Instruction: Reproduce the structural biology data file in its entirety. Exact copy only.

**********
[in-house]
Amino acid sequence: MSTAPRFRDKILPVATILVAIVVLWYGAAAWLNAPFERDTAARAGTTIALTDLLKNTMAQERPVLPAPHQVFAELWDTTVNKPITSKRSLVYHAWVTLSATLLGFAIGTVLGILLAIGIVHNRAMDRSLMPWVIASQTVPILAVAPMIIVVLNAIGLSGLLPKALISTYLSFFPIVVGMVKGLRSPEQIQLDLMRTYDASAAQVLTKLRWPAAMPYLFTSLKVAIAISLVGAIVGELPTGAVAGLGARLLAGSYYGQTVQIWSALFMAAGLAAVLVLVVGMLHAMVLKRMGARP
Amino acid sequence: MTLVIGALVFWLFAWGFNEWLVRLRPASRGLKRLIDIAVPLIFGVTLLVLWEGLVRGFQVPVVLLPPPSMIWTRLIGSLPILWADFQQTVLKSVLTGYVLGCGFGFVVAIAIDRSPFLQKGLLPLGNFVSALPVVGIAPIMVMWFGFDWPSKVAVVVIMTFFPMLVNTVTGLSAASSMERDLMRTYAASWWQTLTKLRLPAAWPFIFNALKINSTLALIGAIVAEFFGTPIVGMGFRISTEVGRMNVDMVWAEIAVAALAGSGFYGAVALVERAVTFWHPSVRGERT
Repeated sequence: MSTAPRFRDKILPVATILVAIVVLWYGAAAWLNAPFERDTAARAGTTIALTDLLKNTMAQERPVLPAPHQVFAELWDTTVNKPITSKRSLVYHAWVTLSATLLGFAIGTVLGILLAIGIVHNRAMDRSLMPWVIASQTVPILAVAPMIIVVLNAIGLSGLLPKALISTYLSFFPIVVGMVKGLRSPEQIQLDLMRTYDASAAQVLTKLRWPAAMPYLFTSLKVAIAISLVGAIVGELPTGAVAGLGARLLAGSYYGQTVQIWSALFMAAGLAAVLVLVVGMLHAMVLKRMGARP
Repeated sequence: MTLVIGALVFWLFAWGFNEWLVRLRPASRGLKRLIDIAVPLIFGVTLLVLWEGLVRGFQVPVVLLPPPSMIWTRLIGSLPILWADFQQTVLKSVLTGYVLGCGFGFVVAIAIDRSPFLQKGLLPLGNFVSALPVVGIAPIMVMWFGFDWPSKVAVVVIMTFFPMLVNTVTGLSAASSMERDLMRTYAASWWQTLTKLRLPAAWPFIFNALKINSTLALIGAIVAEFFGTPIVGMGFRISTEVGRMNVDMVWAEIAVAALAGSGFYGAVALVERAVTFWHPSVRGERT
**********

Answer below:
[in-house]
Amino acid sequence: MSTAPRFRDKILPVATILVAIVVLWYGAAAWLNAPFERDTAARAGTTIALTDLLKNTMAQERPVLPAPHQVFAELWDTTVNKPITSKRSLVYHAWVTLSATLLGFAIGTVLGILLAIGIVHNRAMDRSLMPWVIASQTVPILAVAPMIIVVLNAIGLSGLLPKALISTYLSFFPIVVGMVKGLRSPEQIQLDLMRTYDASAAQVLTKLRWPAAMPYLFTSLKVAIAISLVGAIVGELPTGAVAGLGARLLAGSYYGQTVQIWSALFMAAGLAAVLVLVVGMLHAMVLKRMGARP
Amino acid sequence: MTLVIGALVFWLFAWGFNEWLVRLRPASRGLKRLIDIAVPLIFGVTLLVLWEGLVRGFQVPVVLLPPPSMIWTRLIGSLPILWADFQQTVLKSVLTGYVLGCGFGFVVAIAIDRSPFLQKGLLPLGNFVSALPVVGIAPIMVMWFGFDWPSKVAVVVIMTFFPMLVNTVTGLSAASSMERDLMRTYAASWWQTLTKLRLPAAWPFIFNALKINSTLALIGAIVAEFFGTPIVGMGFRISTEVGRMNVDMVWAEIAVAALAGSGFYGAVALVERAVTFWHPSVRGERT
Repeated sequence: MSTAPRFRDKILPVATILVAIVVLWYGAAAWLNAPFERDTAARAGTTIALTDLLKNTMAQERPVLPAPHQVFAELWDTTVNKPITSKRSLVYHAWVTLSATLLGFAIGTVLGILLAIGIVHNRAMDRSLMPWVIASQTVPILAVAPMIIVVLNAIGLSGLLPKALISTYLSFFPIVVGMVKGLRSPEQIQLDLMRTYDASAAQVLTKLRWPAAMPYLFTSLKVAIAISLVGAIVGELPTGAVAGLGARLLAGSYYGQTVQIWSALFMAAGLAAVLVLVVGMLHAMVLKRMGARP
Repeated sequence: MTLVIGALVFWLFAWGFNEWLVRLRPASRGLKRLIDIAVPLIFGVTLLVLWEGLVRGFQVPVVLLPPPSMIWTRLIGSLPILWADFQQTVLKSVLTGYVLGCGFGFVVAIAIDRSPFLQKGLLPLGNFVSALPVVGIAPIMVMWFGFDWPSKVAVVVIMTFFPMLVNTVTGLSAASSMERDLMRTYAASWWQTLTKLRLPAAWPFIFNALKINSTLALIGAIVAEFFGTPIVGMGFRISTEVGRMNVDMVWAEIAVAALAGSGFYGAVALVERAVTFWHPSVRGERT